Shock death of ex All Black captain Oliver
One of the rugged men of Manawatu and All Blacks rugby, Frank Oliver, has died suddenly at home in Palmerston North aged 65.
It came as a shock yesterday within the Manawatu community, where Oliver had lived for 34 years, because he was considered almost indestructible in his playing days.
Oliver, a lock, played 43 matches for the All Blacks including 17 tests.
Oliver's son and Manawatu loose forward James had been working with his father on Sunday on a property James had bought.
''We're really surprised and pretty shocked at finding out,'' James said.
''He was really healthy and working up until the day he died.''
Each morning he would rise at 5am, but not so yesterday morning.
Frank Oliver worked every day at his sawmilll near Palmerston North.
''It was a big surprise,'' James said .
''He was still full of life, wasn't sick and had plenty of years left in him.''
He said his father closely followed Manawatu rugby and James' fortunes with the Varsity side.
James added his father's death left a big hole because Frank was someone he saw every day.
The cause of death is not yet known.
Funeral arrangements have not yet been made, James said.
RUGBY COMMUNITY MOURNS
Another former All Black lock from Manawatu, Sam Strahan, said the late Frank Oliver always seemed indestructible.
He was shocked this morning when he heard the 1976 to 1980 All Black had died in his sleep at home in Palmerston North yesterday.
Strahan said it was hard coming to terms with the fact such a strong, powerful man was no longer living.
''Terribly shocked is my first reaction.''
Strahan first encountered Oliver when he was a young lock in Southland playing against Manawatu
And when Oliver came to Manawatu in 1980, he became a key man in Manawatu's successful era of the time.
''I had a huge amount of respect for Frank as a rugby player because he wasn't one of the biggest locks in the world; but he was one of the tougher and better ones.''
John Fisher, now the Manawatu Rugby Union president, played his first senior club rugby season with Oliver at Palmerston North Marist and played for him when he was a club championship-winning coach and with him for Manawatu.
In the days when rugby was played hard, having a tough man like Oliver in the pack was a godsend.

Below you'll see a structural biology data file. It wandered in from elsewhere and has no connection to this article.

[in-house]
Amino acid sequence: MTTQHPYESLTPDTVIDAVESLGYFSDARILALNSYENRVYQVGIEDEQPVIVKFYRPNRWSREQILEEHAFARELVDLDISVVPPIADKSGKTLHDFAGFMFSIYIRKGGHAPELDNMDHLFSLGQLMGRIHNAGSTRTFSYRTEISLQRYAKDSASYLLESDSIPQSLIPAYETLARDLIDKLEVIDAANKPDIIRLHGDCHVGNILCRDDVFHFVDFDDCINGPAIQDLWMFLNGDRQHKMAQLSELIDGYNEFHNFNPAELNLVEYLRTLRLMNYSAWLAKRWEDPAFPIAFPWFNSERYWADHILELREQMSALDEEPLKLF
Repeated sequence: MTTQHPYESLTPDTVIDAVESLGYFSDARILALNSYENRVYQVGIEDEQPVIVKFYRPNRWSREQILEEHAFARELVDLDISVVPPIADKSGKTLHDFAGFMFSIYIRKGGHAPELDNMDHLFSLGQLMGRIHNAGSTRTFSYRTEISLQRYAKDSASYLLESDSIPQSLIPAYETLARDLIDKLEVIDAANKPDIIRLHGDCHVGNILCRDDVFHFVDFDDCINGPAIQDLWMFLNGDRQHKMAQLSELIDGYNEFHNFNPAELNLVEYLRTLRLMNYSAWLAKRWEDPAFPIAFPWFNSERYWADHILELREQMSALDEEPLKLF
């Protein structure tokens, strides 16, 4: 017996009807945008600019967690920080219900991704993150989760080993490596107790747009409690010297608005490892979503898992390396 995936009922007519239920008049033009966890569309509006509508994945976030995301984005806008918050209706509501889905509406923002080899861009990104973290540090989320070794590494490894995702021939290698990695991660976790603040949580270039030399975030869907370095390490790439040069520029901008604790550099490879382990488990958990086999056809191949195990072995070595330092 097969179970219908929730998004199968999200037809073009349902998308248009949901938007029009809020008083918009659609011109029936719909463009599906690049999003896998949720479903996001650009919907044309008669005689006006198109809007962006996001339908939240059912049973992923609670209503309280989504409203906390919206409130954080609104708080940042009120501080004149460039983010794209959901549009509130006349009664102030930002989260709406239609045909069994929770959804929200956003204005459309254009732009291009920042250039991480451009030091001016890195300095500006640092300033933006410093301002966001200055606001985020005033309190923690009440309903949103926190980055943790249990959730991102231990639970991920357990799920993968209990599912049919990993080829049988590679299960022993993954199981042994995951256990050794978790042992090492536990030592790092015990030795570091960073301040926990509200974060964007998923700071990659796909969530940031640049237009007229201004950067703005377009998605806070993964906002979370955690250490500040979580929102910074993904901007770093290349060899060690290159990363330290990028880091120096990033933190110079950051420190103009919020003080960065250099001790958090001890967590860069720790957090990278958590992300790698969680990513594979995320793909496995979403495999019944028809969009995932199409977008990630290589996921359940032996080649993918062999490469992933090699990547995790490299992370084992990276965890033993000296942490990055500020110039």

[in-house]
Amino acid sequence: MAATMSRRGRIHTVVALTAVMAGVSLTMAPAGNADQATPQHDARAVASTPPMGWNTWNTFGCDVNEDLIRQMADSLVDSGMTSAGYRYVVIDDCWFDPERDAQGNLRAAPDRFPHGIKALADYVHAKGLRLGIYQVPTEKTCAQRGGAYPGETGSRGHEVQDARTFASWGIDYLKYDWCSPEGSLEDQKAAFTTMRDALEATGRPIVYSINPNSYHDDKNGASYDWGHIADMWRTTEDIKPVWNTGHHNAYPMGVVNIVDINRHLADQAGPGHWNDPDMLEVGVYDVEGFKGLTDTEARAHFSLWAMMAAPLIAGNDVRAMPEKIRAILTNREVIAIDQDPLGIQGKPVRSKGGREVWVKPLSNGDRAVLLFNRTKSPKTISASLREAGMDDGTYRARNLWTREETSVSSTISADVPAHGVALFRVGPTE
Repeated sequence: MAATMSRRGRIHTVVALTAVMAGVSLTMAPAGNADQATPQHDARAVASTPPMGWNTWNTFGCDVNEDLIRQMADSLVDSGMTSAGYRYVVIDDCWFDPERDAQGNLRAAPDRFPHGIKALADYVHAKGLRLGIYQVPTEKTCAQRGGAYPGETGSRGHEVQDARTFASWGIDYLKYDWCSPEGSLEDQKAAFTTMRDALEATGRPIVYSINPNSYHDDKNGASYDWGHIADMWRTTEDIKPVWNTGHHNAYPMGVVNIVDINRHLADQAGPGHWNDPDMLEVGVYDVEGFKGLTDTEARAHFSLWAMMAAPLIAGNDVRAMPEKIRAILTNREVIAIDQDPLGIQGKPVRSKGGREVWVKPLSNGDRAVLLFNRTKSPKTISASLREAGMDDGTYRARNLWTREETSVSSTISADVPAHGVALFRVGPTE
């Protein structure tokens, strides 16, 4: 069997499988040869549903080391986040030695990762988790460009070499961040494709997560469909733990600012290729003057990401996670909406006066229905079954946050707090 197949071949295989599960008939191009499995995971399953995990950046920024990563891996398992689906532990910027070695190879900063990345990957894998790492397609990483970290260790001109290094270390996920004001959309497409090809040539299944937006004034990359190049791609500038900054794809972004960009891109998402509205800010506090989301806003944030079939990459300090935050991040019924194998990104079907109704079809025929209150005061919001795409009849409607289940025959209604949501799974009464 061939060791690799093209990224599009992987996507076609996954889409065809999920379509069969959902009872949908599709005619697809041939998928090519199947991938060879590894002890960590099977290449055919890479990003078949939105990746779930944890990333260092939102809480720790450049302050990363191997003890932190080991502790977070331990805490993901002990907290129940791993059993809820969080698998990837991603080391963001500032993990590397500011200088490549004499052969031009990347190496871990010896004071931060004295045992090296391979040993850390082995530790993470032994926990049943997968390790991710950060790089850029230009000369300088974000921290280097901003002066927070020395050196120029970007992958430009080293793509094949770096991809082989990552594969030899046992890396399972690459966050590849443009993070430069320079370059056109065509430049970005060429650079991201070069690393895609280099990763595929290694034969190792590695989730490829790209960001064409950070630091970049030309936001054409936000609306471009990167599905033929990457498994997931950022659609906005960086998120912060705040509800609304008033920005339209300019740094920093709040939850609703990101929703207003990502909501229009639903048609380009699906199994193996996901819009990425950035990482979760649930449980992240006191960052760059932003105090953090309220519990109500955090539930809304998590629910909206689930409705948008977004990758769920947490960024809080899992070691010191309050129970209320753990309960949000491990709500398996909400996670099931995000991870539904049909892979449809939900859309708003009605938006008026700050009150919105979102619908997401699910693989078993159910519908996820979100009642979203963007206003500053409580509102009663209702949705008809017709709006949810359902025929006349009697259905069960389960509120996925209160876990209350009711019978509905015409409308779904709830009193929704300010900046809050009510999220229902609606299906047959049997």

''You relied on people like Frank. You could get out and do what you had to do without any retribution.''
Being such a physical man was why people like Fisher were shocked at his death at the age of 65.
Fisher has always rated Oliver as the best player he saw close up and a better athlete than people gave him credit for.
Fisher pointed to his technical appreciation, of lineouts, scrummaging and work around the field.
''The best thing Frank did was coach me in my last year in the club team.
''He brought real clarity to everything.
''When he was on the field he was enormously influential which was unusual for a guy who was a tight forward. He was his own man; everybody deferred to Frank when he was in the team, including Gary Knight and Mark Shaw.
''At the end of the day it came back to Frank.''
Fisher admired him because he was rugby smart, kept his own counsel and never thought of complicating things. He wasn't out of the scientific coaching genre, not fussed with too much analysis.
''When he was playing he was a good coach; everybody sort of listened,'' Fisher said.
Oliver's debut test was at Johannesburg in 1976 and his last test was against the Springboks at Wellington in 1981.
He captained the All Blacks in three tests in the 1978 home series against Australia when Graham Mourie was injured.
In more recent times he was a coach of the Hurricanes from 1996 to 1999 (45 games) and the Blues in 2001. Until the end of last season his rugby interest centred around watching his son James playing for Massey University and the Manawatu Turbos. Another son, Anton, was an All Black hooker between 1996 and 2007.
Until his death, Frank was still running his sawmill business just outside Palmerston North adjacent to Massey University.
He always said he "liked the logs" after having been a logging contractor in the forests around the lower North Island.
Dunedin-born, Oliver's career started in Southland with Invercargill Marist. He played 64 games for Southland in 1976-77, eight for Otago from the Tokomairiro club in 1978-79, and 54 for Manawatu from 1980 to 1983 from Palmerston North Marist, retiring from the game aged 34.
After captaining a World XV in South Africa in 1979, he shifted to Palmerston North where his brother-in-law and fellow All Black Mark Donaldson was playing for Manawatu.
He was a key cog when Manawatu won the national championships in 1980.
He was a hard-nosed player, with a reputation as an enforcer and possessed a colourful turn of phrase. He proved to be an astute coach after working for the Manawatu Rugby Union as a coaching co-ordinator, then as a staff coach for the New Zealand Rugby Union and as New Zealand under 19s coach in 1993-94.
After coaching in the grades for Marist, he took over the Marist seniors with Bill Gleeson and won the Hankins Shield in 1992.
Oliver was soon employed as the Manawatu representative coach in 1995-96, but even under his guidance they couldn't escape the second division.
When the Manawatu and Hawke's Bay teams merged to form the controversial Central Vikings for the 1997-98 seasons, Oliver coached them to win the second division in his second season.
One of his philosophies was if one of his teams suffered a heavy loss, the same XV was sent out the next week to put it right.
Name: Francis "Frank" Oliver
Date of birth: 24 December 1948
Place of birth: Dunedin
School: Lawrence District High
Test debut: 18 September 1976, v South Africa in Johannesburg (lost 15-14)
Test stats: 17 caps, 4 points (1976-1981)
Provincial stats (1969-1983): Southland 64 caps, Otago 8 caps, Manawatu 54 caps
Coaching: Manawatu (1995-1996), Central Vikings (1998-1999), Hurricanes (1996-1999), Blues (2001)